'Periods shouldn’t stop girls going to school - it is our right to get an education'Maureen, 13, Girl Guide, Kenya (second left)
My first period came last year. I’d had some education about it, but it came so suddenly, I was shocked. I found it disgusting and I was worried other children would laugh at me. After I spoke to my mum, she told me not to be afraid. She said I should be proud of it, even when if I wasn’t able to do certain things.
I remember on one occasion my cousin and I wanted to go swimming, but the following morning my period came. I didn’t know what to do, so I just watched my cousin swim instead. It is unfair girls aren’t able to take part in certain activities when they are on their period. In some cases, girls are unable to go to school, but periods shouldn’t stop girls going to school - it is our right to get an education.
The Girl Guide Leaders have been very supportive. They have taught us how to use a sanitary pad, and how to deal with starting your period. I myself am a Girl Guide and I really enjoy being part of the movement. It’s good because it shows you that life doesn’t have to be serious. In the past in Kenya, girls were there to be seen and not heard, but now girls have been given a chance to be a Girl Guide and interact with others. Being a Girl Guide makes me very happy.
'I was told that if a boy touched you when you’re menstruating, you’d get pregnant'
Peruth, 16, Girl Guide, Uganda
I was 14 when it happened. It started with a stomach-ache in the middle of the night. I got up and went to the bathroom, but nothing happened.
I went back to bed but the pain persisted. After a while, I feel asleep, only to wake up in the morning and find my bed soiled with blood.
Even though my mother had told me about menstruation, it caught me off guard. I wasn’t ready for it and I wished it had waited longer. My sister assured me everything was OK and she showed me how to use sanitary pads.
My nightmare started when I had my period at school. I was afraid of playing with my friends, in case my sanitary towel fell off and I was a laughing stock. When I was on my period, I would keep to myself. My friends would ask me whether I was OK and I’d lied to them, saying I just didn’t want to play. I’d been told that if a boy touched you when you’re menstruating, you’d get pregnant, so when boys tried to talk to me, I’d get angry, even though they didn’t have bad intentions.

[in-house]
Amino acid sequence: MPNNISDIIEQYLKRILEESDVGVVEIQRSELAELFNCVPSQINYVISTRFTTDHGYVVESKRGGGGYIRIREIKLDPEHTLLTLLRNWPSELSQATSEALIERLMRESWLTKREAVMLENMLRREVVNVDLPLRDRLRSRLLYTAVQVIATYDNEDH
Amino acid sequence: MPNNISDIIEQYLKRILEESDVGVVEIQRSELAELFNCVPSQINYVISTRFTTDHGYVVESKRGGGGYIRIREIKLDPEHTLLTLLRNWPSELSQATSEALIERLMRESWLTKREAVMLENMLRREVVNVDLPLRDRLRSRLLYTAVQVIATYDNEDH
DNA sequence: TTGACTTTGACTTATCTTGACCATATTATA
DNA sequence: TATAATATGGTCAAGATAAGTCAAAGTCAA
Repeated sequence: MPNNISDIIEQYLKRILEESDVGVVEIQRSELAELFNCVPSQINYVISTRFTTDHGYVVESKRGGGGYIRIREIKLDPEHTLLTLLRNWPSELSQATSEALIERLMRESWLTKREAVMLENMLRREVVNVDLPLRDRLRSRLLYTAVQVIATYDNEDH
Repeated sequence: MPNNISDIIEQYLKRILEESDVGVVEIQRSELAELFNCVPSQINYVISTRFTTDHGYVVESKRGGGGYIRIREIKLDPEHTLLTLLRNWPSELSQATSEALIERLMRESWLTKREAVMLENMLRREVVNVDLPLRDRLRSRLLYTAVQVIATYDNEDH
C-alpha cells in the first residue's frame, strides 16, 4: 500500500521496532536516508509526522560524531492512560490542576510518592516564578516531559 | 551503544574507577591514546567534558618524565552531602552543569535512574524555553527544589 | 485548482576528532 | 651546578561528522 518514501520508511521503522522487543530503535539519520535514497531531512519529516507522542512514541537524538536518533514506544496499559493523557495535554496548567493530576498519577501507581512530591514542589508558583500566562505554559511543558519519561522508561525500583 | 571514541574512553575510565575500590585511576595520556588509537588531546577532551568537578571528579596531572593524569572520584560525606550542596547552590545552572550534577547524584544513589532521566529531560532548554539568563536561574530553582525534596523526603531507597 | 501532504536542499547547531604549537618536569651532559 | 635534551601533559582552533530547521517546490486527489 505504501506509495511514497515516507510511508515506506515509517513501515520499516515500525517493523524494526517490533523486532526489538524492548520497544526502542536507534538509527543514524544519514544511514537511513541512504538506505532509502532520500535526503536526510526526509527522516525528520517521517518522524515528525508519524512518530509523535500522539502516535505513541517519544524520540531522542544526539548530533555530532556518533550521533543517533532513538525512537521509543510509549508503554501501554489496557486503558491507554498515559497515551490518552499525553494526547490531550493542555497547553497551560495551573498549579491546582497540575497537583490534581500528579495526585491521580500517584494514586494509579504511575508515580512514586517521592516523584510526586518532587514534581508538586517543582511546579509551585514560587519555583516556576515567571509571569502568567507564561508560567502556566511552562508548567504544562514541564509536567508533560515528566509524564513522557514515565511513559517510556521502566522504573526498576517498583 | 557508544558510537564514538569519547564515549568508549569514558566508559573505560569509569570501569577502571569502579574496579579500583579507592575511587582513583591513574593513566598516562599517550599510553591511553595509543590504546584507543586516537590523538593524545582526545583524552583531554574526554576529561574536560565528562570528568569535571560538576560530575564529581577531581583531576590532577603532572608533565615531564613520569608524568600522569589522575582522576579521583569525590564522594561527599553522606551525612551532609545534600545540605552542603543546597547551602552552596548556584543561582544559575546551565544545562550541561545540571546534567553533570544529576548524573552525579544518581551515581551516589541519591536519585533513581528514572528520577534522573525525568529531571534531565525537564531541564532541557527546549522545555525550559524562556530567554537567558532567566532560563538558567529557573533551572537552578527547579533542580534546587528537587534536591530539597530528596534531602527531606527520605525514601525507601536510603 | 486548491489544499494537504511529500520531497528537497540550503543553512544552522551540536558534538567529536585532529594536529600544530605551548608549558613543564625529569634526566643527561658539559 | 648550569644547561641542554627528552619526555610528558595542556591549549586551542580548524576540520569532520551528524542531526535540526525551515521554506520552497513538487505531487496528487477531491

Two years on, I’m glad my period no longer traumatises me. Being a Girl Guide and joining the YESS Programme has educated me on how to manage my period – and how to be proud of it. I’m more confident now. I know it’s a normal experience for every woman and that life should not stop just because of them.
'We don’t want girls to feel embarrassed about their periods!'
Emmanuel, 13, red tie
“I was keen to join the Girl Guides of Kenya’s #MyPeriodMyPride campaign, as I have seen how girls can change when they get their period. They experience changes in their body and they feel shy and as though no one is supporting them. I don’t want them to feel embarrassed about it. In my faith, girls aren’t allowed to touch the holy book when they are on their period – it’s not far. It’s important for boys to understand periods. Many boys have friends and family who are girls, so when they are on their period boys should not tell the whole community. They should stay quiet and be supportive.